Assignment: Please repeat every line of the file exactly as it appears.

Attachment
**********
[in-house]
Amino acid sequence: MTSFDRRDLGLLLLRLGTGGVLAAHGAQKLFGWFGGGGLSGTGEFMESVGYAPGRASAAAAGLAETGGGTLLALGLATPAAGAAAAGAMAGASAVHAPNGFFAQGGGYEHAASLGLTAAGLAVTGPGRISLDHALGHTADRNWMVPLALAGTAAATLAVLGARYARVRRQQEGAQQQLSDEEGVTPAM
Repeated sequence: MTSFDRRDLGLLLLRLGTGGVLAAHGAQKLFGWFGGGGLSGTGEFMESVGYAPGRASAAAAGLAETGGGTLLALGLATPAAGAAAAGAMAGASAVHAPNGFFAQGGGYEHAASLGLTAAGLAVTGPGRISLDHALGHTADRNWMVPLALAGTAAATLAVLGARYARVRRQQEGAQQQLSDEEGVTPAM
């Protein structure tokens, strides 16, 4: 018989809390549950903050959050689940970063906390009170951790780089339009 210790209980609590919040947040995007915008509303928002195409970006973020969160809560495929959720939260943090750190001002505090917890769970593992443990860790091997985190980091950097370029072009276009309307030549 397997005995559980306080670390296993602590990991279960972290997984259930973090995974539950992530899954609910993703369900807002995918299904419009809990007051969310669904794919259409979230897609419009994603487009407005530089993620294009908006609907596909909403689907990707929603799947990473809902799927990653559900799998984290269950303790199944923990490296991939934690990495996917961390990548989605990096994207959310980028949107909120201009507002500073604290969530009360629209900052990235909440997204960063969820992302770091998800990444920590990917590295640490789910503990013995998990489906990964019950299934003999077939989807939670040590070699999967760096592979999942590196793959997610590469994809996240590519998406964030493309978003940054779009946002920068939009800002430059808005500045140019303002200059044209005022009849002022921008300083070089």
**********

[in-house]
Amino acid sequence: MTSFDRRDLGLLLLRLGTGGVLAAHGAQKLFGWFGGGGLSGTGEFMESVGYAPGRASAAAAGLAETGGGTLLALGLATPAAGAAAAGAMAGASAVHAPNGFFAQGGGYEHAASLGLTAAGLAVTGPGRISLDHALGHTADRNWMVPLALAGTAAATLAVLGARYARVRRQQEGAQQQLSDEEGVTPAM
Repeated sequence: MTSFDRRDLGLLLLRLGTGGVLAAHGAQKLFGWFGGGGLSGTGEFMESVGYAPGRASAAAAGLAETGGGTLLALGLATPAAGAAAAGAMAGASAVHAPNGFFAQGGGYEHAASLGLTAAGLAVTGPGRISLDHALGHTADRNWMVPLALAGTAAATLAVLGARYARVRRQQEGAQQQLSDEEGVTPAM
């Protein structure tokens, strides 16, 4: 018989809390549950903050959050689940970063906390009170951790780089339009 210790209980609590919040947040995007915008509303928002195409970006973020969160809560495929959720939260943090750190001002505090917890769970593992443990860790091997985190980091950097370029072009276009309307030549 397997005995559980306080670390296993602590990991279960972290997984259930973090995974539950992530899954609910993703369900807002995918299904419009809990007051969310669904794919259409979230897609419009994603487009407005530089993620294009908006609907596909909403689907990707929603799947990473809902799927990653559900799998984290269950303790199944923990490296991939934690990495996917961390990548989605990096994207959310980028949107909120201009507002500073604290969530009360629209900052990235909440997204960063969820992302770091998800990444920590990917590295640490789910503990013995998990489906990964019950299934003999077939989807939670040590070699999967760096592979999942590196793959997610590469994809996240590519998406964030493309978003940054779009946002920068939009800002430059808005500045140019303002200059044209005022009849002022921008300083070089």